The stereotype that all Vulcans are raging superiority-complex assholes. That episode alone is just kind of dumb, but taken in context with the characterizations in Enterprise, the interpersonal dynamics between archer and T'Pol (where Archer is always portrayed as "right" and the Vulcans as "stupid smarty-pants") and the fact that this pattern went away when other people had directorial control leads me to the conclusion that Rick Berman is racist against Vulcans. One of the reasons I liked Tuvok (aside from having few clear memories of him) was that he managed to not be a raging dickbag all the time. He'd be a jerk, but he'd get over it, and occasionally he'd just not be a jerk in the first place.

    Keep in mind that T'Pol was actually supposed to be revealed as half Romulan eventually. Which is why she had the superiority complex mixed with constantly showing emotion. The show got axed despite the new writing team bringing it out of the shitter in the final season, otherwise it would have been part of the focus of next season. Also, that was going to go with the big Romulan War that explained just how the Romulans became the threat they were in TNG, that we never really learned much of in prior series.

    Then for some inexplicable reason, they brought Berman and Braga back to do a "Series Finale" that made no sense whatsoever, and of course the series finale was pretty much a cock-slap to the face of every Star Trek fan ever, ensuring that future TV series probably will never come about in the original universe.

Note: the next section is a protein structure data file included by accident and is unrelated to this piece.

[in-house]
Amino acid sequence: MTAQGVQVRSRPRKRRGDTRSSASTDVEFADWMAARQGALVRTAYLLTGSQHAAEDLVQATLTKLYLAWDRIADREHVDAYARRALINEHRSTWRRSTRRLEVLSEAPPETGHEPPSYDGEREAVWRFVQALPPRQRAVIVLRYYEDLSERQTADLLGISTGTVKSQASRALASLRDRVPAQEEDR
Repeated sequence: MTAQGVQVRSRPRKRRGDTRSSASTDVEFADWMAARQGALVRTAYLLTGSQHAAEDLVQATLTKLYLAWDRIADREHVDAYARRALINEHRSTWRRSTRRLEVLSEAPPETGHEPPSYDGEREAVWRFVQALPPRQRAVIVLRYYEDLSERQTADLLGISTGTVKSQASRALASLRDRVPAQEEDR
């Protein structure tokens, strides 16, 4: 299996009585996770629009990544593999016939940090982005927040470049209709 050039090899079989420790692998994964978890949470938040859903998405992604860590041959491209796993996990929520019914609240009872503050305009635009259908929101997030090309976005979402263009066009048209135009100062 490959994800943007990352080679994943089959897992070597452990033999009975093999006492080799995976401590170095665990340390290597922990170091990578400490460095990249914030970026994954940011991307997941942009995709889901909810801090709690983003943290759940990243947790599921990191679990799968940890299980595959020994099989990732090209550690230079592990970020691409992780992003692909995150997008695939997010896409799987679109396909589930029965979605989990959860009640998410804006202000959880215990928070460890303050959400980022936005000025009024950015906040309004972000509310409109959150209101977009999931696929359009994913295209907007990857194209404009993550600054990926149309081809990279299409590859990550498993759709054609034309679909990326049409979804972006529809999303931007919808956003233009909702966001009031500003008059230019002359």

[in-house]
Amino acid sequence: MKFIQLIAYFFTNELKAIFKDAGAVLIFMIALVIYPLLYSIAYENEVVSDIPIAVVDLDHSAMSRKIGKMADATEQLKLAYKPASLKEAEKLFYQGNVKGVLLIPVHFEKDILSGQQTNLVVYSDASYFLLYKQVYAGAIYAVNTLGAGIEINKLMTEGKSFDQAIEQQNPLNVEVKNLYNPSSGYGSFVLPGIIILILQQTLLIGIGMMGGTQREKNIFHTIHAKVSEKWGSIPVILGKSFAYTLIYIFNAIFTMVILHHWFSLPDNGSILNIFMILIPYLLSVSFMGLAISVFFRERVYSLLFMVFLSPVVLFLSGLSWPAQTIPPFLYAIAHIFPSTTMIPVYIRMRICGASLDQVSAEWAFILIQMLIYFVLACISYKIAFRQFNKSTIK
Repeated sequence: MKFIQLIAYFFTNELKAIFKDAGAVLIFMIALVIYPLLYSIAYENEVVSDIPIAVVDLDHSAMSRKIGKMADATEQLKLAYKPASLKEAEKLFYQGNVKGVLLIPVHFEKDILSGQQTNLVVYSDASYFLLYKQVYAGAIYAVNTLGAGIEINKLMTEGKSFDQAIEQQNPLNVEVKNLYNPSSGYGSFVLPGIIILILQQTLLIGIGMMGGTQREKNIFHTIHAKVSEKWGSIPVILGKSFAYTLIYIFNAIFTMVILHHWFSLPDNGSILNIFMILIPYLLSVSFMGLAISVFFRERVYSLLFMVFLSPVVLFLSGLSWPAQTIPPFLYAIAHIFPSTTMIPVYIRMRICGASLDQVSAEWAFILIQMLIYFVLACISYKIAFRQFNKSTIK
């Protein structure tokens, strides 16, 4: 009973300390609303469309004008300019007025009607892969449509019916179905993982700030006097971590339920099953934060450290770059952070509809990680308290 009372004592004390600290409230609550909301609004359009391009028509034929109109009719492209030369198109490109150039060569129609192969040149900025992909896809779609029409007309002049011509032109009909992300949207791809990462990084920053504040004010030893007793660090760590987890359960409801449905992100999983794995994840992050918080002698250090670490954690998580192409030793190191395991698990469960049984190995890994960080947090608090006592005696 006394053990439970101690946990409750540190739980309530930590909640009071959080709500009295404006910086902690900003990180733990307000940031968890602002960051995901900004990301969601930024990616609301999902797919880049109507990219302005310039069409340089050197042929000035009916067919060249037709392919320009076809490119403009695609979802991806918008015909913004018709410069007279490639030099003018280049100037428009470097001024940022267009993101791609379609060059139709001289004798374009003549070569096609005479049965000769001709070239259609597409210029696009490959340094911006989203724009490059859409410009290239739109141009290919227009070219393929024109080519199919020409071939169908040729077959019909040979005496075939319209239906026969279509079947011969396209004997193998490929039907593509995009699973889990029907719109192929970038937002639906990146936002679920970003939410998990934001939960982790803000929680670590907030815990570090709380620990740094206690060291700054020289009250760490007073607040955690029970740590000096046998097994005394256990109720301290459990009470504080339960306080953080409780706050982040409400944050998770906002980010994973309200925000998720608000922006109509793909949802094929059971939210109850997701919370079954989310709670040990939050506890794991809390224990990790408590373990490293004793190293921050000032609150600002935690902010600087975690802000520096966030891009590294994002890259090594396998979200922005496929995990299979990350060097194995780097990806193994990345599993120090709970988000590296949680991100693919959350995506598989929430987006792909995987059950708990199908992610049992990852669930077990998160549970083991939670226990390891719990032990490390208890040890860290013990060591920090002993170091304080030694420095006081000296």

So most of the script that the newer (competent) writers made was relegated to the "Enterprise Relaunch" novels. Which practically no-one ever even read, because of that final B&B moment, and the overwhelming shittiness of all but one season. Also, because it's a Star Trek novel.

    The other Vulcans were basically space elves in Enterprise. They had a big story in one of the last post-original-writing-team seasons where they resolved this, and most of the asshole Vulcans were basically outed as bigots or incompetent assholes (Turns out their culture was just as bad about those things as ours.), and which started the trend of them shifting towards ToS era Vulcans. To be fair to them, I do remember a fair number of them lightening up as time went on. Though some stayed assholes until they got their comeuppance.

    There was a surprising amount of internal consistence to how the ENT vulcans worked. Though most of that was brought about by a last minute save after ratings plummeted and the new writers realized they needed to subtly retcon most of the horrible shit that B&B and the prior writers had retconned out of prior series to be able to stick with the actual canon.


    Archonex on
  • Boring7Boring7 Registered User regular